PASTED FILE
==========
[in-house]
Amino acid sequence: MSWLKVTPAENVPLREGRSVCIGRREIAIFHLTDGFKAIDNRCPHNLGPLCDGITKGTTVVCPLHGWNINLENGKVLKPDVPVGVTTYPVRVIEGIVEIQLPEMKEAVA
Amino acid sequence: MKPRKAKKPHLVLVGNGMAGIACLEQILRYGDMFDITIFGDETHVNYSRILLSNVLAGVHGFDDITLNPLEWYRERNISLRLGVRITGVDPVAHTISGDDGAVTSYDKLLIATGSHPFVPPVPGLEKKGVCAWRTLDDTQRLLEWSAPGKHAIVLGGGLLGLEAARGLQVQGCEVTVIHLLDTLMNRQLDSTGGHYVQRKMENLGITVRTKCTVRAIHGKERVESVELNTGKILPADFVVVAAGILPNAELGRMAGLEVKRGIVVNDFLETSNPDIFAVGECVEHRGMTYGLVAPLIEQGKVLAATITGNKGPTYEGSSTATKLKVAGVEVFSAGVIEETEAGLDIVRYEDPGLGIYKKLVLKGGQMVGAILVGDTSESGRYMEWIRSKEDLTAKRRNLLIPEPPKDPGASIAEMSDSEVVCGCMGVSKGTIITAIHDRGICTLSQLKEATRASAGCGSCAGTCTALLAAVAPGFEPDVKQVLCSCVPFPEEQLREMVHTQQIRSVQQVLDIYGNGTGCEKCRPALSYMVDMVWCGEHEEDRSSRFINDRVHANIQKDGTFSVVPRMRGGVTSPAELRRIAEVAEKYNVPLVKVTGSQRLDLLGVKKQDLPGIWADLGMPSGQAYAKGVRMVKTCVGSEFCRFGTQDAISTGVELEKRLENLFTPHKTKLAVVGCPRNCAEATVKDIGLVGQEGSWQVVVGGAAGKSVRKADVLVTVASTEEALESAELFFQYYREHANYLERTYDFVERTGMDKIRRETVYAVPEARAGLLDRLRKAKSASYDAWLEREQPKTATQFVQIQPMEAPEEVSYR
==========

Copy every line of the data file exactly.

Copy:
[in-house]
Amino acid sequence: MSWLKVTPAENVPLREGRSVCIGRREIAIFHLTDGFKAIDNRCPHNLGPLCDGITKGTTVVCPLHGWNINLENGKVLKPDVPVGVTTYPVRVIEGIVEIQLPEMKEAVA
Amino acid sequence: MKPRKAKKPHLVLVGNGMAGIACLEQILRYGDMFDITIFGDETHVNYSRILLSNVLAGVHGFDDITLNPLEWYRERNISLRLGVRITGVDPVAHTISGDDGAVTSYDKLLIATGSHPFVPPVPGLEKKGVCAWRTLDDTQRLLEWSAPGKHAIVLGGGLLGLEAARGLQVQGCEVTVIHLLDTLMNRQLDSTGGHYVQRKMENLGITVRTKCTVRAIHGKERVESVELNTGKILPADFVVVAAGILPNAELGRMAGLEVKRGIVVNDFLETSNPDIFAVGECVEHRGMTYGLVAPLIEQGKVLAATITGNKGPTYEGSSTATKLKVAGVEVFSAGVIEETEAGLDIVRYEDPGLGIYKKLVLKGGQMVGAILVGDTSESGRYMEWIRSKEDLTAKRRNLLIPEPPKDPGASIAEMSDSEVVCGCMGVSKGTIITAIHDRGICTLSQLKEATRASAGCGSCAGTCTALLAAVAPGFEPDVKQVLCSCVPFPEEQLREMVHTQQIRSVQQVLDIYGNGTGCEKCRPALSYMVDMVWCGEHEEDRSSRFINDRVHANIQKDGTFSVVPRMRGGVTSPAELRRIAEVAEKYNVPLVKVTGSQRLDLLGVKKQDLPGIWADLGMPSGQAYAKGVRMVKTCVGSEFCRFGTQDAISTGVELEKRLENLFTPHKTKLAVVGCPRNCAEATVKDIGLVGQEGSWQVVVGGAAGKSVRKADVLVTVASTEEALESAELFFQYYREHANYLERTYDFVERTGMDKIRRETVYAVPEARAGLLDRLRKAKSASYDAWLEREQPKTATQFVQIQPMEAPEEVSYR